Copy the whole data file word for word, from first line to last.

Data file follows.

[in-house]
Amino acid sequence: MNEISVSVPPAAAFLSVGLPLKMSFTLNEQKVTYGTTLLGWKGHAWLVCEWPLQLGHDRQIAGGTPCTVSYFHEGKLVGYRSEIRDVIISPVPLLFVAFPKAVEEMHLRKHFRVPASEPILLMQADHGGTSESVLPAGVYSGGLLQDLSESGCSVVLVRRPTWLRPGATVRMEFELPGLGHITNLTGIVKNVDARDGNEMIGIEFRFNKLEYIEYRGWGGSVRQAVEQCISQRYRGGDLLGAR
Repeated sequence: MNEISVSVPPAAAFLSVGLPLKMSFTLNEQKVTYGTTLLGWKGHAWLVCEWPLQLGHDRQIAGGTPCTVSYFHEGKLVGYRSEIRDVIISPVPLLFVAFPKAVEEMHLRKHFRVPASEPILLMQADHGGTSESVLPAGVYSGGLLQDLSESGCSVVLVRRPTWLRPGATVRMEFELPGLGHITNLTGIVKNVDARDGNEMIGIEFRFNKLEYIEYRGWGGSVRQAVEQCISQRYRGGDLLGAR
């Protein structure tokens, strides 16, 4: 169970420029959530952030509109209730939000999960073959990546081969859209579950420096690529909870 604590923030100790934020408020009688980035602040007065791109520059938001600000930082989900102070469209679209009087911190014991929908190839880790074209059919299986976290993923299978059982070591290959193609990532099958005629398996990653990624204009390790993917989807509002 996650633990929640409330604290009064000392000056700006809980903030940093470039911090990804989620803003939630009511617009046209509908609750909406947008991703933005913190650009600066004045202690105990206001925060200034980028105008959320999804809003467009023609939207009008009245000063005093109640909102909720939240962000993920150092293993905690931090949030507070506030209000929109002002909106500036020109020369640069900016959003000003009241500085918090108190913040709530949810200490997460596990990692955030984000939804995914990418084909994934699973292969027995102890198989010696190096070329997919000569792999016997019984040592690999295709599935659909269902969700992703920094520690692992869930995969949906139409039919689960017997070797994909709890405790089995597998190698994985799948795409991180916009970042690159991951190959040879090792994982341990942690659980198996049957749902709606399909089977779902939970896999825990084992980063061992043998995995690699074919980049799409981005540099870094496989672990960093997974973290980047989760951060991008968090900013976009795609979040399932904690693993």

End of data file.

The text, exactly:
[in-house]
Amino acid sequence: MNEISVSVPPAAAFLSVGLPLKMSFTLNEQKVTYGTTLLGWKGHAWLVCEWPLQLGHDRQIAGGTPCTVSYFHEGKLVGYRSEIRDVIISPVPLLFVAFPKAVEEMHLRKHFRVPASEPILLMQADHGGTSESVLPAGVYSGGLLQDLSESGCSVVLVRRPTWLRPGATVRMEFELPGLGHITNLTGIVKNVDARDGNEMIGIEFRFNKLEYIEYRGWGGSVRQAVEQCISQRYRGGDLLGAR
Repeated sequence: MNEISVSVPPAAAFLSVGLPLKMSFTLNEQKVTYGTTLLGWKGHAWLVCEWPLQLGHDRQIAGGTPCTVSYFHEGKLVGYRSEIRDVIISPVPLLFVAFPKAVEEMHLRKHFRVPASEPILLMQADHGGTSESVLPAGVYSGGLLQDLSESGCSVVLVRRPTWLRPGATVRMEFELPGLGHITNLTGIVKNVDARDGNEMIGIEFRFNKLEYIEYRGWGGSVRQAVEQCISQRYRGGDLLGAR
């Protein structure tokens, strides 16, 4: 169970420029959530952030509109209730939000999960073959990546081969859209579950420096690529909870 604590923030100790934020408020009688980035602040007065791109520059938001600000930082989900102070469209679209009087911190014991929908190839880790074209059919299986976290993923299978059982070591290959193609990532099958005629398996990653990624204009390790993917989807509002 996650633990929640409330604290009064000392000056700006809980903030940093470039911090990804989620803003939630009511617009046209509908609750909406947008991703933005913190650009600066004045202690105990206001925060200034980028105008959320999804809003467009023609939207009008009245000063005093109640909102909720939240962000993920150092293993905690931090949030507070506030209000929109002002909106500036020109020369640069900016959003000003009241500085918090108190913040709530949810200490997460596990990692955030984000939804995914990418084909994934699973292969027995102890198989010696190096070329997919000569792999016997019984040592690999295709599935659909269902969700992703920094520690692992869930995969949906139409039919689960017997070797994909709890405790089995597998190698994985799948795409991180916009970042690159991951190959040879090792994982341990942690659980198996049957749902709606399909089977779902939970896999825990084992980063061992043998995995690699074919980049799409981005540099870094496989672990960093997974973290980047989760951060991008968090900013976009795609979040399932904690693993």